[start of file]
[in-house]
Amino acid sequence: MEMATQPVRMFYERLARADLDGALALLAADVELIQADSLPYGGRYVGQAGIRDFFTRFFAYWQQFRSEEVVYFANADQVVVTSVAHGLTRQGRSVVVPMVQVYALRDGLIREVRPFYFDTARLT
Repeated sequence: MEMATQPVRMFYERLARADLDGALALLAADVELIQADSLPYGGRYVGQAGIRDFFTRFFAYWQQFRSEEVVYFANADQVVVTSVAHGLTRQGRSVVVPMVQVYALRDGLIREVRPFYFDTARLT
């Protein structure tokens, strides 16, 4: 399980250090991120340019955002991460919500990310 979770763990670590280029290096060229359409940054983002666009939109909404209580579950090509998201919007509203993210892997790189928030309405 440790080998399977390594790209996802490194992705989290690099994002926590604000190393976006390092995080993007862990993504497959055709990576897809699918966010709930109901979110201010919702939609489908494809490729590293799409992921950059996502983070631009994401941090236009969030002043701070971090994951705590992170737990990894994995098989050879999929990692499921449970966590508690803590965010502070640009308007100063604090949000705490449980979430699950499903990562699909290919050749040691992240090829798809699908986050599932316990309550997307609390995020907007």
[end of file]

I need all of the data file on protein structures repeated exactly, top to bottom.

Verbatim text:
[in-house]
Amino acid sequence: MEMATQPVRMFYERLARADLDGALALLAADVELIQADSLPYGGRYVGQAGIRDFFTRFFAYWQQFRSEEVVYFANADQVVVTSVAHGLTRQGRSVVVPMVQVYALRDGLIREVRPFYFDTARLT
Repeated sequence: MEMATQPVRMFYERLARADLDGALALLAADVELIQADSLPYGGRYVGQAGIRDFFTRFFAYWQQFRSEEVVYFANADQVVVTSVAHGLTRQGRSVVVPMVQVYALRDGLIREVRPFYFDTARLT
């Protein structure tokens, strides 16, 4: 399980250090991120340019955002991460919500990310 979770763990670590280029290096060229359409940054983002666009939109909404209580579950090509998201919007509203993210892997790189928030309405 440790080998399977390594790209996802490194992705989290690099994002926590604000190393976006390092995080993007862990993504497959055709990576897809699918966010709930109901979110201010919702939609489908494809490729590293799409992921950059996502983070631009994401941090236009969030002043701070971090994951705590992170737990990894994995098989050879999929990692499921449970966590508690803590965010502070640009308007100063604090949000705490449980979430699950499903990562699909290919050749040691992240090829798809699908986050599932316990309550997307609390995020907007």